I’ve been beating you over the head with a 26” wheel lately! Let’s be clear what weapon I’m beating you with. It’s not just any 26” wheel, but a 650c wheel, which has a bead diameter of 571mm, unlike MTB 26” (559mm bead diameter).
I took a poll since the last time I assaulted you. I asked the opinions of those who have owned and have extensively ridden both 650c- and 700c-wheel bikes for either road or tri or both. I broke you all down into two categories: those 5’5” tall and shorter, versus those 5’6” and taller.
I asked you all which wheel size you preferred, limited to ride quality. I asked you about handling, fit, speed, performance. You were specifically to avoid factoring in price and parts availability.
Of those 5’6” or taller, 320 of you responded, and 219 said you preferred the handling, fit, speed, performance of your 700c-wheeled bike(s), and 101 said you preferred your 650c-wheel bikes.
Of those 5’5” or shorter, 163 responded that you have extensively ridden both wheel sizes and 109 said you preferred the smaller wheel, 57 the larger wheel.
As we see, you’re twice as likely to prefer road or tri bike wheels made with 700c wheels if you’re taller, and twice as likely to prefer 650c wheels if you’re shorter, if we don’t factor in the aggravation of having to search for or go without the parts you really want in a 650c bike.
I think this makes sense, don’t you? The shorter you are, the more you prefer a bike built with wheels that are scaled to your size. A retailer commented to my last article mentioning that nowadays 700c bikes exist that allow pretty small riders to fit aboard them. He’s right. But fit is only part of it. I’ve ridden a lot of bikes that fit me fine but ride like doo doo.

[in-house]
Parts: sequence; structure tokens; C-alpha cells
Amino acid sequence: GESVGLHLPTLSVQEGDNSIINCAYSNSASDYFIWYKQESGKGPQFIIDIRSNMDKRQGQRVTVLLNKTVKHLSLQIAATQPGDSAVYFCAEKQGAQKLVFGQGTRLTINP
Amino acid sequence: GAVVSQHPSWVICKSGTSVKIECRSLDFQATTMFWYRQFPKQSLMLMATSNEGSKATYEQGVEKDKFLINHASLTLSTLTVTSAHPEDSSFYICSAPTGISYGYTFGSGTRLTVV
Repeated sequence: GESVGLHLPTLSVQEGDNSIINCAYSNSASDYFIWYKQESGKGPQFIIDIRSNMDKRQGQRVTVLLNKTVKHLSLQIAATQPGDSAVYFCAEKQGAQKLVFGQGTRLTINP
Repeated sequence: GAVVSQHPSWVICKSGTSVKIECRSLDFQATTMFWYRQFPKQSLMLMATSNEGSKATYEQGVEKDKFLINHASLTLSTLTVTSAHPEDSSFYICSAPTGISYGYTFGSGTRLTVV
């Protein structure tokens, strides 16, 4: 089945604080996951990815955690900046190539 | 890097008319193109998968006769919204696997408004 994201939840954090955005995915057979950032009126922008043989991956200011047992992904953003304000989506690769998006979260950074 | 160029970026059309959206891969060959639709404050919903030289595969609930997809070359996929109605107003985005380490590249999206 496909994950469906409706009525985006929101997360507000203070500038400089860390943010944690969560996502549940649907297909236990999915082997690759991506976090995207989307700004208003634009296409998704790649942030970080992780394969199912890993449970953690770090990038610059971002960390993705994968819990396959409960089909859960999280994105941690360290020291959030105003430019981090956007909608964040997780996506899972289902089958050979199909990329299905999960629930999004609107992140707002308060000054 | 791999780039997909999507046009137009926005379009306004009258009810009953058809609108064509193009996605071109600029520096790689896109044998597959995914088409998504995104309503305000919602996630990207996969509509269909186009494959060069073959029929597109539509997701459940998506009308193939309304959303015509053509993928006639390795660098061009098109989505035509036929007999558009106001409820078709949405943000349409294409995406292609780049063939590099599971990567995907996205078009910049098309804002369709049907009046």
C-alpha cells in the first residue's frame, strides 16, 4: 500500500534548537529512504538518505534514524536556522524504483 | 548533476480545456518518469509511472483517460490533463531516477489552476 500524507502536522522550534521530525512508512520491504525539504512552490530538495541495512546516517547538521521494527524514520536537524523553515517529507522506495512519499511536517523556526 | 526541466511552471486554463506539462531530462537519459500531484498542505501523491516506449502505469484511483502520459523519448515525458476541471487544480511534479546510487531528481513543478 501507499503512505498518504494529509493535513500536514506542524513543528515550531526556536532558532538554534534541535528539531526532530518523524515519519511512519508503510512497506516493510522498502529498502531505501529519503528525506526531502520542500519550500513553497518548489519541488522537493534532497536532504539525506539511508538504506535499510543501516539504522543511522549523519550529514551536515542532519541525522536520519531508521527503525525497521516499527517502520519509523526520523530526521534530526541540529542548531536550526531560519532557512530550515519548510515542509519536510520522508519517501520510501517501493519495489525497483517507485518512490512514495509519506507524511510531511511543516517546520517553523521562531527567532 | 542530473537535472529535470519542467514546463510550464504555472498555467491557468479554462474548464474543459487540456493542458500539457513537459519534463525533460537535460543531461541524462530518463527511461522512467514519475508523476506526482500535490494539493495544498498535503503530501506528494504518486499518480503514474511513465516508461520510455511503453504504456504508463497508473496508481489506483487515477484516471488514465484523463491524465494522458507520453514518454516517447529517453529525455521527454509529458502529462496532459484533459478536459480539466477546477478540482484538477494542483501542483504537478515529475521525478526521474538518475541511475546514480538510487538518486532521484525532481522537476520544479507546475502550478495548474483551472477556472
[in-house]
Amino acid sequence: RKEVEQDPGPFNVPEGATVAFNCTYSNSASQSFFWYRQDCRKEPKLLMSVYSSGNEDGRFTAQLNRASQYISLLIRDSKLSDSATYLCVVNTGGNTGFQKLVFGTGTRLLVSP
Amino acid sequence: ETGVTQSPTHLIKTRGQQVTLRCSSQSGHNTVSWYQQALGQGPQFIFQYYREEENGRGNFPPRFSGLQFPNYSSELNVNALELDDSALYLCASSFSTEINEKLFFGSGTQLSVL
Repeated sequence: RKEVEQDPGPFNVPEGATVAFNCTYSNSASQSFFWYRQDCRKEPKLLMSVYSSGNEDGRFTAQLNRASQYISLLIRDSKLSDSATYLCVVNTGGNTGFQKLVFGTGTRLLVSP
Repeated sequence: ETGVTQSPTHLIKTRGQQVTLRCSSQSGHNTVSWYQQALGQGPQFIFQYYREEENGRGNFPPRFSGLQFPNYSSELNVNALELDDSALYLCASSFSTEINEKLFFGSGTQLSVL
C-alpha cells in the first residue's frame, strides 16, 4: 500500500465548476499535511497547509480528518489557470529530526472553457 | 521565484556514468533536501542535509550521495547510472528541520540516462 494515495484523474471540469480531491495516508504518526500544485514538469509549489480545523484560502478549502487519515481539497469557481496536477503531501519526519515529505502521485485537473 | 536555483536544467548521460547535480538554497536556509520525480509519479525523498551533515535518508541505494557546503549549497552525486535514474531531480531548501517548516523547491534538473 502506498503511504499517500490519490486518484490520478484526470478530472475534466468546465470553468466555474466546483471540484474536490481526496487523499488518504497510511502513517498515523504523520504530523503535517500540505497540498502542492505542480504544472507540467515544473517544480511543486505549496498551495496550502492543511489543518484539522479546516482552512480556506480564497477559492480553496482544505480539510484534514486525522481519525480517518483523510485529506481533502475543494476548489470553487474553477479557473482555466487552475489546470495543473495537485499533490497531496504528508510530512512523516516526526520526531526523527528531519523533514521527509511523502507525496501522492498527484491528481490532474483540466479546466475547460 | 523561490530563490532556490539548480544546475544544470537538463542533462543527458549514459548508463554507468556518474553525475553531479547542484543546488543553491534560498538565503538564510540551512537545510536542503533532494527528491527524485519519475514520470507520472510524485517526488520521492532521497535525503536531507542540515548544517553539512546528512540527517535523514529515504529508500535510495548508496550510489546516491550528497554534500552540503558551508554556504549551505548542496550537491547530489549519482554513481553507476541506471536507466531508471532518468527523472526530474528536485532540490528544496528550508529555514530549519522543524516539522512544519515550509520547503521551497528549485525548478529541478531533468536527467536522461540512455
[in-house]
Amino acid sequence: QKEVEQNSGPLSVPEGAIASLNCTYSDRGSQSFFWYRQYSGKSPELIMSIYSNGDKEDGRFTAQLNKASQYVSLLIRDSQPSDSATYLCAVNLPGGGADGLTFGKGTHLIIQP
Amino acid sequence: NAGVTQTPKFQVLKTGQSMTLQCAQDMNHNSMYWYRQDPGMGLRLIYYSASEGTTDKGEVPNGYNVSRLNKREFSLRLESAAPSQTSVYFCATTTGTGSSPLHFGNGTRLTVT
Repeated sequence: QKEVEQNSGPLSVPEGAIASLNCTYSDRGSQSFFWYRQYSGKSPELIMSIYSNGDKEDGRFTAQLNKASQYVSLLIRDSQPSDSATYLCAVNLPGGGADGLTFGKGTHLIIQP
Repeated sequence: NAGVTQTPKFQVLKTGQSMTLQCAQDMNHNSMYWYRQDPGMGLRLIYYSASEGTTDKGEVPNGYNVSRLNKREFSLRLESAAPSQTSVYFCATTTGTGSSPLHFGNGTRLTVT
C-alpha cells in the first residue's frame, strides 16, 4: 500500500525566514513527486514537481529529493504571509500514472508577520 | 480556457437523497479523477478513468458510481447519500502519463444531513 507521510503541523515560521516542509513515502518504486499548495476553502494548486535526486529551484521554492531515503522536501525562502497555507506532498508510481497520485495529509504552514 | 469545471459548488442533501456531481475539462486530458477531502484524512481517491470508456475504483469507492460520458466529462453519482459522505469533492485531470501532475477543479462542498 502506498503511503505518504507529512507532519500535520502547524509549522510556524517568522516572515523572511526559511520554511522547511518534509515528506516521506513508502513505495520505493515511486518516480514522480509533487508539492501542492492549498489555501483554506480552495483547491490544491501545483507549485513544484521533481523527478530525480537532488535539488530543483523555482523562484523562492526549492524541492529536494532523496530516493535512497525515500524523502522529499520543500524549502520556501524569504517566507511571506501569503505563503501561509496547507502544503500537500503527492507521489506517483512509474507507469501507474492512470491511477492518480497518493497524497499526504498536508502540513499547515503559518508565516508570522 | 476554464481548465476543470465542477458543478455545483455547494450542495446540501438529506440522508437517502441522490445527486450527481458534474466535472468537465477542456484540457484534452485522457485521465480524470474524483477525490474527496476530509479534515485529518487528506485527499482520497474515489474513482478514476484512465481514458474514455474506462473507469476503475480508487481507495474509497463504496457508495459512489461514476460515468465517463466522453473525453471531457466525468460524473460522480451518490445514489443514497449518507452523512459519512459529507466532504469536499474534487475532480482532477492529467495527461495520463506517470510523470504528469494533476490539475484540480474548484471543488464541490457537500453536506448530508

So here you go. There’s the chart. There are the responses. What just kills me are the shorter statured people who decide that what is demonstrably good for them is not good for them. Somehow bigger is better. That if you fit in a women’s size-7 shoe you're better off in a men’s size-9 shoe with newspaper stuffed in the toe.
Which Bikes Have Bitten the Dust?
First let’s talk about 650c bikes that have bitten the dust: Trek Speed Concept, Quintana Roo, Trek and Cannondale road race bikes, Felt’s tri bikes, Cervelo’s size-48 tri bikes, Cannondale tri bikes. All these either cease to exist or they have gotten rid of the 650c size.
What remains? Cervelo in size-45 and the remnants and closeouts of models or sizes since discontinued. Orbea’s Ordu in the M10i and M20 Team models. Culprit Bicycles. Not too much more!
Which Bikes Are Rising From the Ashes?
Below is a video about Canyon (from the GCN youtube channel), with a description of the small-wheel bikes it is now making or preparing to make for women. If you watch this video you’ll see that Canyon claims to be the first company making women’s bikes in 650 for road. And that’s true! Except for Quintana Roo in 1987 (the first bikes I ever made were not tri bikes, but dual 650 wheel bikes for women); Centurion (they came out with a 650 women’s bike the same year I did); Trek, Cannondale and others I can’t remember.
But Canyon is the first, most likely, to make a women’s road bike out of dual 650b. What is the difference? A traditional MTB so-called 26” wheel bike has a bead diameter of 559mm. The bead of the tire is the part that seats on the rim when the tire is inflated. The road version of the tire that is called “26 inch” has a bead diameter of 571mm. The newer 27.5” size which is now common in mountain biking is called 650b and has a bead diameter of 584mm. A traditional 700c tire has a bead diameter of 622mm.